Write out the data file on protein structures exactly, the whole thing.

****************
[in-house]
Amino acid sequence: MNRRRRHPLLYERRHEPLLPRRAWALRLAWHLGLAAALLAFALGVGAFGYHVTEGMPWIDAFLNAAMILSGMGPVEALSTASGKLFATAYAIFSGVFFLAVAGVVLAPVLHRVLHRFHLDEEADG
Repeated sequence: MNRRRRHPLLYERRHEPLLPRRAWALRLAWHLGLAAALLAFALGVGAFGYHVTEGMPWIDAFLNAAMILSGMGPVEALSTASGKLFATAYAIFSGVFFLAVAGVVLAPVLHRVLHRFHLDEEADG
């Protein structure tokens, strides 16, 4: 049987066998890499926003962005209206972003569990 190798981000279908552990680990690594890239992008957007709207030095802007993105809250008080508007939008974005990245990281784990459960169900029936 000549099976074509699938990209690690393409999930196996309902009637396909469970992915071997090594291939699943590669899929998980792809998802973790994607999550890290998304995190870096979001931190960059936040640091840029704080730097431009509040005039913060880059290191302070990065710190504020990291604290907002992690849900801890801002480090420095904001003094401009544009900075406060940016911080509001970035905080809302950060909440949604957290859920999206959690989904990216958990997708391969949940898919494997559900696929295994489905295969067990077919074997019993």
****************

[in-house]
Amino acid sequence: MNRRRRHPLLYERRHEPLLPRRAWALRLAWHLGLAAALLAFALGVGAFGYHVTEGMPWIDAFLNAAMILSGMGPVEALSTASGKLFATAYAIFSGVFFLAVAGVVLAPVLHRVLHRFHLDEEADG
Repeated sequence: MNRRRRHPLLYERRHEPLLPRRAWALRLAWHLGLAAALLAFALGVGAFGYHVTEGMPWIDAFLNAAMILSGMGPVEALSTASGKLFATAYAIFSGVFFLAVAGVVLAPVLHRVLHRFHLDEEADG
């Protein structure tokens, strides 16, 4: 049987066998890499926003962005209206972003569990 190798981000279908552990680990690594890239992008957007709207030095802007993105809250008080508007939008974005990245990281784990459960169900029936 000549099976074509699938990209690690393409999930196996309902009637396909469970992915071997090594291939699943590669899929998980792809998802973790994607999550890290998304995190870096979001931190960059936040640091840029704080730097431009509040005039913060880059290191302070990065710190504020990291604290907002992690849900801890801002480090420095904001003094401009544009900075406060940016911080509001970035905080809302950060909440949604957290859920999206959690989904990216958990997708391969949940898919494997559900696929295994489905295969067990077919074997019993």